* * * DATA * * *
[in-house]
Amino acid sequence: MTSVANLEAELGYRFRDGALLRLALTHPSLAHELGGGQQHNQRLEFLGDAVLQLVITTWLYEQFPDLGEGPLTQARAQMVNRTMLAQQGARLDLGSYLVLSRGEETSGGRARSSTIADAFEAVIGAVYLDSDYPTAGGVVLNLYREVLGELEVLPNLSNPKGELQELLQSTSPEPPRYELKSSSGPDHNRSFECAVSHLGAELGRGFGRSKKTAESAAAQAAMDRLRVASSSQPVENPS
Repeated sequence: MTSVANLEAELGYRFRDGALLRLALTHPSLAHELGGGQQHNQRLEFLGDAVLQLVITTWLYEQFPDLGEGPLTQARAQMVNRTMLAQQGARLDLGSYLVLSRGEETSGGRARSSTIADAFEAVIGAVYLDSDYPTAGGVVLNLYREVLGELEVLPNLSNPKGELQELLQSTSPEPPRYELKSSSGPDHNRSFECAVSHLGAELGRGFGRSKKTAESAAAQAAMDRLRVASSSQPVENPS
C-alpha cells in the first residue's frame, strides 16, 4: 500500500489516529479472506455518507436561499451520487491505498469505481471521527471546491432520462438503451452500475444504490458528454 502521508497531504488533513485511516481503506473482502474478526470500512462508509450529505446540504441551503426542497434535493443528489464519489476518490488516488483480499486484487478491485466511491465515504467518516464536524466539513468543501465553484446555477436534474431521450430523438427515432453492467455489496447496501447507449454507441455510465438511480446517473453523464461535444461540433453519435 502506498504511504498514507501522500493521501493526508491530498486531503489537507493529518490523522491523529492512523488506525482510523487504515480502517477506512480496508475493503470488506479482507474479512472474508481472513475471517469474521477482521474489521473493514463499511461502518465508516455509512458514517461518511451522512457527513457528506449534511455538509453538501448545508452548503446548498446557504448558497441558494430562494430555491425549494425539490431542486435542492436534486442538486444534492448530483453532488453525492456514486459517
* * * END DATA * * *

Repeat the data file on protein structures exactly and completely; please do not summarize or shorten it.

[in-house]
Amino acid sequence: MTSVANLEAELGYRFRDGALLRLALTHPSLAHELGGGQQHNQRLEFLGDAVLQLVITTWLYEQFPDLGEGPLTQARAQMVNRTMLAQQGARLDLGSYLVLSRGEETSGGRARSSTIADAFEAVIGAVYLDSDYPTAGGVVLNLYREVLGELEVLPNLSNPKGELQELLQSTSPEPPRYELKSSSGPDHNRSFECAVSHLGAELGRGFGRSKKTAESAAAQAAMDRLRVASSSQPVENPS
Repeated sequence: MTSVANLEAELGYRFRDGALLRLALTHPSLAHELGGGQQHNQRLEFLGDAVLQLVITTWLYEQFPDLGEGPLTQARAQMVNRTMLAQQGARLDLGSYLVLSRGEETSGGRARSSTIADAFEAVIGAVYLDSDYPTAGGVVLNLYREVLGELEVLPNLSNPKGELQELLQSTSPEPPRYELKSSSGPDHNRSFECAVSHLGAELGRGFGRSKKTAESAAAQAAMDRLRVASSSQPVENPS
C-alpha cells in the first residue's frame, strides 16, 4: 500500500489516529479472506455518507436561499451520487491505498469505481471521527471546491432520462438503451452500475444504490458528454 502521508497531504488533513485511516481503506473482502474478526470500512462508509450529505446540504441551503426542497434535493443528489464519489476518490488516488483480499486484487478491485466511491465515504467518516464536524466539513468543501465553484446555477436534474431521450430523438427515432453492467455489496447496501447507449454507441455510465438511480446517473453523464461535444461540433453519435 502506498504511504498514507501522500493521501493526508491530498486531503489537507493529518490523522491523529492512523488506525482510523487504515480502517477506512480496508475493503470488506479482507474479512472474508481472513475471517469474521477482521474489521473493514463499511461502518465508516455509512458514517461518511451522512457527513457528506449534511455538509453538501448545508452548503446548498446557504448558497441558494430562494430555491425549494425539490431542486435542492436534486442538486444534492448530483453532488453525492456514486459517